Tone? Is That a Scientific Term?

Today’s subject is tone. How often do we hear someone say, “I don’t want to get too big, I just want to tone up”?

When I hear this, I want to laugh hysterically. It would be the nutritional equivalent of hearing someone say, “I don’t like apples so I’m going to just turn this apple into an orange”.

Just for starters, tone is not a scientific word. It is a sales gimmick. In my mind, any time a fitness professional uses the word tone, I can only hope that they are saying it to market to an uninformed consumer. If fitness professionals or consumers believe they can “tone up”, they are sadly mistaken.

Let’s get right to the truth. No one, I repeat no one, should ever worry about getting too big. The reality is that the hardest thing to do as a personal trainer or strength and conditioning coach is to get someone to gain muscle mass. Strength is easy, muscle mass is much more difficult. If we acknowledge that the fear of “getting too big” is irrational and probably impossible, it is much easier to move on with the real process of training.

Getting too big should be put to rest with other foolish statements. For example, imagine a client telling you:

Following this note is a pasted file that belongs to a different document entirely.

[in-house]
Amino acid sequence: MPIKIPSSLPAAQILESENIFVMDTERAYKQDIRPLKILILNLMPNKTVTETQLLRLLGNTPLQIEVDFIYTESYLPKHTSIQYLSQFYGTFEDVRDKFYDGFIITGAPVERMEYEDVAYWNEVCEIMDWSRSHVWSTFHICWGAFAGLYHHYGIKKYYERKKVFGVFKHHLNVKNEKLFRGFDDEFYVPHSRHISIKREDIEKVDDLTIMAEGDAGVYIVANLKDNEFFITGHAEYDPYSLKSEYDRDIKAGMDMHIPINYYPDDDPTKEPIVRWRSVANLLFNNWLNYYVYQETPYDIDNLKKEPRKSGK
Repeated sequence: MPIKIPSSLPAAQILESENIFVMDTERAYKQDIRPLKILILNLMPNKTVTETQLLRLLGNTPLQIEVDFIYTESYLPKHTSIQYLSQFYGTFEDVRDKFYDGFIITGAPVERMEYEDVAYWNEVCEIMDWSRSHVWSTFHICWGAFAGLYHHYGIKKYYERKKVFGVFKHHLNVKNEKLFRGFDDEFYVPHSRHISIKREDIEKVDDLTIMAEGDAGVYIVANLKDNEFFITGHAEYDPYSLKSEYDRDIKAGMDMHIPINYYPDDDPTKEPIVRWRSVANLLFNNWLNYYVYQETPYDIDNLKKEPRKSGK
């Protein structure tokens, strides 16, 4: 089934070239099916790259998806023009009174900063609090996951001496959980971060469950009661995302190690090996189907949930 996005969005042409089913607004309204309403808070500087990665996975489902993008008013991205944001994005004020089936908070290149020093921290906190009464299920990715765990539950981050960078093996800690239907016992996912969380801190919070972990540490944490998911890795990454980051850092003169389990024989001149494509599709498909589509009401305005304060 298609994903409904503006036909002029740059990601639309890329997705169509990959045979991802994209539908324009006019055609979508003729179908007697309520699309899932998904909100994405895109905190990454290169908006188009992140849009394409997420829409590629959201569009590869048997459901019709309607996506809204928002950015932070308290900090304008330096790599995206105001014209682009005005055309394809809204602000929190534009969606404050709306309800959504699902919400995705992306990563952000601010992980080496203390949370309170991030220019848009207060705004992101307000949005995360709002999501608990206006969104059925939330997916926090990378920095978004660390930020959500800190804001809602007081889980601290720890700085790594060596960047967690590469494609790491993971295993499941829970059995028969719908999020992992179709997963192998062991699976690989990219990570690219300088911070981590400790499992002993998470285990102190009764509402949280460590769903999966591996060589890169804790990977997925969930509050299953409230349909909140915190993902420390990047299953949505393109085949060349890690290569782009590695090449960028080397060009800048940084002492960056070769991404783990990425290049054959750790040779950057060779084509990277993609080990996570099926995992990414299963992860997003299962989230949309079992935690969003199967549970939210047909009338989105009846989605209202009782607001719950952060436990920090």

“I’m not going to concentrate on nutrition. I’m concerned I’ll get too lean.”

“I’m not going to exercise regularly, I’m afraid that I’ll develop too much consistency.”

“I’m not going to do any cardiovascular work; I don’t really want to live past 50 anyway.”

All of these statements are as foolish and inane as “I don’t want to lift heavy weights, I don’t want to get too big”. We need to stop perpetuating this fraud of “too big”. The “too big’ thing is a result of steroid-loaded athletes pictured on magazine covers. It has nothing to do with real life.

The best part of the joke is that the person who usually doesn’t want to get too big is a housewife or stay-at-home mom who has never picked up more than a ten-pound dumbbell. This takes the thought process from inane to absurd.

Do me a favor. Start telling your clients the truth. The key to improving a bad physique is simple. Hard work. Push yourself. Lose the “light weights and take a walk” thing. The reason we look like crap is that people try to convince us that gardening is exercise.

Gardening is something you do as a hobby. The only people who should just walk and lift light weights are those that can’t do anything else. Yes, something is better than nothing. But, something hard is far superior to something easy.

I read a great quote yesterday in a book called Raising a Team Player.

“When all is said and done, a lot more is said than done.”


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